America’s women are still on the sidelines, even as the jobs recovery picks up steam

America’s women are still on the sidelines, even as the jobs recovery picks up steam

The US jobs recovery finally picked up steam again in October, but not everyone is benefiting: Many women who were forced to drop out of the labor force during the pandemic are still on the sidelines.

How to get them back could be a question on lawmakers’ minds for years to come.

As of October, the labor force participation rate for women was still nearly 2 percentage points below its pre-pandemic level. The number of women not in the labor force was nearly 3 million higher than before the pandemic.

That’s not only bad news for America’s women who want to work but can’t, it’s also bad for the economy, which would be stronger if everyone who wants a job can participate in it as a worker.

Where the pandemic has left working women

The Covid recession was an anomaly in that more women than men lost their jobs. This was partly because more women tend to work in the kinds of service-sector positions that disappeared by the millions during the height of the pandemic. Women also made up the majority of frontline workers.

“Additionally, women took on the majority of caring responsibilities, for older relatives and children alike,” noted Federal Reserve Chairman Jerome Powell in Monday’s opening remarks at the Fed’s Gender and the Economy Conference.

“As schools closed and childcare services shuttered during the worst of the pandemic, that added responsibility and stress made working more difficult for some and took many away from their jobs,” Powell added.

Last year, a Fed survey showed that the Covid-19 pandemic disrupted childcare or school for nearly 70% of US parents, and 25% of mothers reported they worked less or didn’t work at all as a result.

In September last year, hundreds of thousands of women dropped out of the workforce, which was attributed to their children’s remote schooling needs.

Economists were hopeful there would be a reversal of the trend this September as many schools reopened and vaccinations helped the nation return to a modicum of normalcy. But there was no rush of women back into the job market this fall.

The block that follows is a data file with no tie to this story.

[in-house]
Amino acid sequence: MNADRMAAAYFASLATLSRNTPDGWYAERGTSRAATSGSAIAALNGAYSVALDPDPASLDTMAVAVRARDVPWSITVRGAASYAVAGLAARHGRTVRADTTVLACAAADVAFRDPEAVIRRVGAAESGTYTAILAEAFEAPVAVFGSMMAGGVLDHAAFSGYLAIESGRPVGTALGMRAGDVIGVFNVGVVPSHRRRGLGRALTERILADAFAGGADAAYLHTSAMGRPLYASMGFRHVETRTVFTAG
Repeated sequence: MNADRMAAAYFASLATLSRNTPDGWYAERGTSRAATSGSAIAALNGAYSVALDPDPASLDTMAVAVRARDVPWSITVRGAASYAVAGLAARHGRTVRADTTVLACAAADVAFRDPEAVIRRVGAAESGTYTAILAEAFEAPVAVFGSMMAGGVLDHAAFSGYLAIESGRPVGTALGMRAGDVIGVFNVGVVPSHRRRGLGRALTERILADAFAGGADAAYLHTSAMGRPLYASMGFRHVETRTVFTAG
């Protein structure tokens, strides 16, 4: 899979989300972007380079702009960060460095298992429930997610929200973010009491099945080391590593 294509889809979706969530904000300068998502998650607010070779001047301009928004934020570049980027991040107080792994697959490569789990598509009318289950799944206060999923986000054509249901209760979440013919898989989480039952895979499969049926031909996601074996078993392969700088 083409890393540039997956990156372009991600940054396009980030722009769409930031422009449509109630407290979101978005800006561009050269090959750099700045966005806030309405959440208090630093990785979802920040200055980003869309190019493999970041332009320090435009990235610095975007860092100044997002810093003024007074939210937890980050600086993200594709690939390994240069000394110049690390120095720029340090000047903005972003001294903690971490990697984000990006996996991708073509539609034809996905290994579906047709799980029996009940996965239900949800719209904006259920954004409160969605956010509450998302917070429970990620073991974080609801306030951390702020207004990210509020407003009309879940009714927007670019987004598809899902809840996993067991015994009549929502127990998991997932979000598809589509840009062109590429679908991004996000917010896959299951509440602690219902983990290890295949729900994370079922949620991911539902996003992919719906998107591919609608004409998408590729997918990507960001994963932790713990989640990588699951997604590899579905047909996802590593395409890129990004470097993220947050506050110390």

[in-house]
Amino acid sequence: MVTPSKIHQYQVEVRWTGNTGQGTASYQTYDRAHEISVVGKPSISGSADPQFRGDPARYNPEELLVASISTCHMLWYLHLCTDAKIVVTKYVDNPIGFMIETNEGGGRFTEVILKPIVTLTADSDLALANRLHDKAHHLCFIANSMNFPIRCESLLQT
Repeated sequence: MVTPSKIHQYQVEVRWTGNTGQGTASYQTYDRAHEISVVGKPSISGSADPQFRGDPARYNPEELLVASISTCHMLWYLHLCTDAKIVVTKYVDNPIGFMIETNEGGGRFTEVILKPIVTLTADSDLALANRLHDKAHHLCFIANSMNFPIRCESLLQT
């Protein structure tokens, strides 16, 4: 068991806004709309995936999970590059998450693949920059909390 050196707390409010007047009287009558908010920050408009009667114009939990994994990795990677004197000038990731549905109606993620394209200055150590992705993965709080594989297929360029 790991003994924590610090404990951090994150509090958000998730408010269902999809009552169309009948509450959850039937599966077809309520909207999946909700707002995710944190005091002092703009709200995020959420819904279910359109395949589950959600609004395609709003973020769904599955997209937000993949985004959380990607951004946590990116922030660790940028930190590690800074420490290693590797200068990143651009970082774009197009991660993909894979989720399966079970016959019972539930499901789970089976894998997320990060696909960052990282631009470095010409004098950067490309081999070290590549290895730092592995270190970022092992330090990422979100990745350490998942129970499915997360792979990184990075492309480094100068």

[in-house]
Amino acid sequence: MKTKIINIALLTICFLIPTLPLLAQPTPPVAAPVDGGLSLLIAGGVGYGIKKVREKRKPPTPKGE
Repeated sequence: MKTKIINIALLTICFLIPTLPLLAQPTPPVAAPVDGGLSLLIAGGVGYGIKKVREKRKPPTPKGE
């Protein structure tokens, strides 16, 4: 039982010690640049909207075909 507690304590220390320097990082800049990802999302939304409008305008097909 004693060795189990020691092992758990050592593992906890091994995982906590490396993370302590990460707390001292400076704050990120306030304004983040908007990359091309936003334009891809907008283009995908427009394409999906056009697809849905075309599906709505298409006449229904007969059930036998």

How will we get the women back?

While many workers on the sidelines are there because of care responsibilities, the pandemic has also led many people to rethink their job choices. The record-high quits rate in August was proof of that.

Public policy initiatives like care subsidies or universal pre-K could help alleviate the care burden and allow women to return to work while the tight labor market puts workers at an advantage. But the reasons keeping people out of the workforce are likely more complex than that.

“There just seem to be a lot of factors that are affecting people’s employment and labor force decisions now,” said Stephanie Aaronson, vice president and director of the Economic Studies program at the Brookings Institution.

Workers don’t want to go back to bad jobs, Aaronson noted. Plus, she added, people’s labor decisions tend to be persistent once made. And some women who may have thought that they would return to work after having a child could make a different decision in light of the pandemic.

“History shows us that big events can change people’s behavior,” she added, pointing to the shift in labor force participation after World War II. “It could be that we’re witnessing substantial changes in people’s relationship with work.”

It remains to be seen how long it will take America to get it’s female workforce back to its pre-pandemic size, but it could take years.

“It will be a slow recovery for labor force participation,” Aaronson said.

The-CNN-Wire
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